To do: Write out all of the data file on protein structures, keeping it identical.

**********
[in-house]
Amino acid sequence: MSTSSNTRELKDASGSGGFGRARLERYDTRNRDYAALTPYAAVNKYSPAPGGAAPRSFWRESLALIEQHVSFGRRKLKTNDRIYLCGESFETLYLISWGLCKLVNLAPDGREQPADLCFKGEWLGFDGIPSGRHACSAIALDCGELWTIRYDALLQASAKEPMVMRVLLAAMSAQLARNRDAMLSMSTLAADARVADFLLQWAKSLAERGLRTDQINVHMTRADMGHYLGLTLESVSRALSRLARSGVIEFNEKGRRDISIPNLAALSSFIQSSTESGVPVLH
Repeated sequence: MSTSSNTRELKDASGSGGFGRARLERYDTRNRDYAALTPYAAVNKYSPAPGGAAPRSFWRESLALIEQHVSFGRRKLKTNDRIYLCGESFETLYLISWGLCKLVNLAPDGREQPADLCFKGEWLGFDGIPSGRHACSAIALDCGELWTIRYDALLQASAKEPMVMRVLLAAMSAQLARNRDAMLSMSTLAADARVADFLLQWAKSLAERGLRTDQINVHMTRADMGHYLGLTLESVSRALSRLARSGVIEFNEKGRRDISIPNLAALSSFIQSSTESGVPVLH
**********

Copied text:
[in-house]
Amino acid sequence: MSTSSNTRELKDASGSGGFGRARLERYDTRNRDYAALTPYAAVNKYSPAPGGAAPRSFWRESLALIEQHVSFGRRKLKTNDRIYLCGESFETLYLISWGLCKLVNLAPDGREQPADLCFKGEWLGFDGIPSGRHACSAIALDCGELWTIRYDALLQASAKEPMVMRVLLAAMSAQLARNRDAMLSMSTLAADARVADFLLQWAKSLAERGLRTDQINVHMTRADMGHYLGLTLESVSRALSRLARSGVIEFNEKGRRDISIPNLAALSSFIQSSTESGVPVLH
Repeated sequence: MSTSSNTRELKDASGSGGFGRARLERYDTRNRDYAALTPYAAVNKYSPAPGGAAPRSFWRESLALIEQHVSFGRRKLKTNDRIYLCGESFETLYLISWGLCKLVNLAPDGREQPADLCFKGEWLGFDGIPSGRHACSAIALDCGELWTIRYDALLQASAKEPMVMRVLLAAMSAQLARNRDAMLSMSTLAADARVADFLLQWAKSLAERGLRTDQINVHMTRADMGHYLGLTLESVSRALSRLARSGVIEFNEKGRRDISIPNLAALSSFIQSSTESGVPVLH